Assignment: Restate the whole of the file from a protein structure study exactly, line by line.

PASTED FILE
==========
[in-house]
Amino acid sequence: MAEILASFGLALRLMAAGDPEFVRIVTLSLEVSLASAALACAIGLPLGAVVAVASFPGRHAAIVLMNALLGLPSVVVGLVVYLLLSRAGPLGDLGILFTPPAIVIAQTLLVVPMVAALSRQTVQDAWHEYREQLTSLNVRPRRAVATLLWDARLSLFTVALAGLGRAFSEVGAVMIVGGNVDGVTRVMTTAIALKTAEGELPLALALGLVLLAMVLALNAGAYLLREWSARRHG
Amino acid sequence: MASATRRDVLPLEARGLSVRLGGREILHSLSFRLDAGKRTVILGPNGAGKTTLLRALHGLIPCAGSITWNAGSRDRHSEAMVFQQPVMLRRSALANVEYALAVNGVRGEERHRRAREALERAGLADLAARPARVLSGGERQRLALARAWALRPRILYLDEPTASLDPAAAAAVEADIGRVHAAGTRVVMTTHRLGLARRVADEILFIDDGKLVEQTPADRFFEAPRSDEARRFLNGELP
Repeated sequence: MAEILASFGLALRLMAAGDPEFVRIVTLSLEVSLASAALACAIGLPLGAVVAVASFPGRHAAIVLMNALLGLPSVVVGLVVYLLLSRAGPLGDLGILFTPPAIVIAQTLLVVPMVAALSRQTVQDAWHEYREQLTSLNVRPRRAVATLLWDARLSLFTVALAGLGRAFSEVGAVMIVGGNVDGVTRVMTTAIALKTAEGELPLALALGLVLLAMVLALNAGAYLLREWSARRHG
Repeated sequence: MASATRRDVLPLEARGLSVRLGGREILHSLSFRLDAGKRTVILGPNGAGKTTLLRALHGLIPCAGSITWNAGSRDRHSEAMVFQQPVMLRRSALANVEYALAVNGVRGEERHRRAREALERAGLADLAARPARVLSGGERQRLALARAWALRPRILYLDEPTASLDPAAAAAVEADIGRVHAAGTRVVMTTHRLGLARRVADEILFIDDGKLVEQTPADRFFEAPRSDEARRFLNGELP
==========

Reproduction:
[in-house]
Amino acid sequence: MAEILASFGLALRLMAAGDPEFVRIVTLSLEVSLASAALACAIGLPLGAVVAVASFPGRHAAIVLMNALLGLPSVVVGLVVYLLLSRAGPLGDLGILFTPPAIVIAQTLLVVPMVAALSRQTVQDAWHEYREQLTSLNVRPRRAVATLLWDARLSLFTVALAGLGRAFSEVGAVMIVGGNVDGVTRVMTTAIALKTAEGELPLALALGLVLLAMVLALNAGAYLLREWSARRHG
Amino acid sequence: MASATRRDVLPLEARGLSVRLGGREILHSLSFRLDAGKRTVILGPNGAGKTTLLRALHGLIPCAGSITWNAGSRDRHSEAMVFQQPVMLRRSALANVEYALAVNGVRGEERHRRAREALERAGLADLAARPARVLSGGERQRLALARAWALRPRILYLDEPTASLDPAAAAAVEADIGRVHAAGTRVVMTTHRLGLARRVADEILFIDDGKLVEQTPADRFFEAPRSDEARRFLNGELP
Repeated sequence: MAEILASFGLALRLMAAGDPEFVRIVTLSLEVSLASAALACAIGLPLGAVVAVASFPGRHAAIVLMNALLGLPSVVVGLVVYLLLSRAGPLGDLGILFTPPAIVIAQTLLVVPMVAALSRQTVQDAWHEYREQLTSLNVRPRRAVATLLWDARLSLFTVALAGLGRAFSEVGAVMIVGGNVDGVTRVMTTAIALKTAEGELPLALALGLVLLAMVLALNAGAYLLREWSARRHG
Repeated sequence: MASATRRDVLPLEARGLSVRLGGREILHSLSFRLDAGKRTVILGPNGAGKTTLLRALHGLIPCAGSITWNAGSRDRHSEAMVFQQPVMLRRSALANVEYALAVNGVRGEERHRRAREALERAGLADLAARPARVLSGGERQRLALARAWALRPRILYLDEPTASLDPAAAAAVEADIGRVHAAGTRVVMTTHRLGLARRVADEILFIDDGKLVEQTPADRFFEAPRSDEARRFLNGELP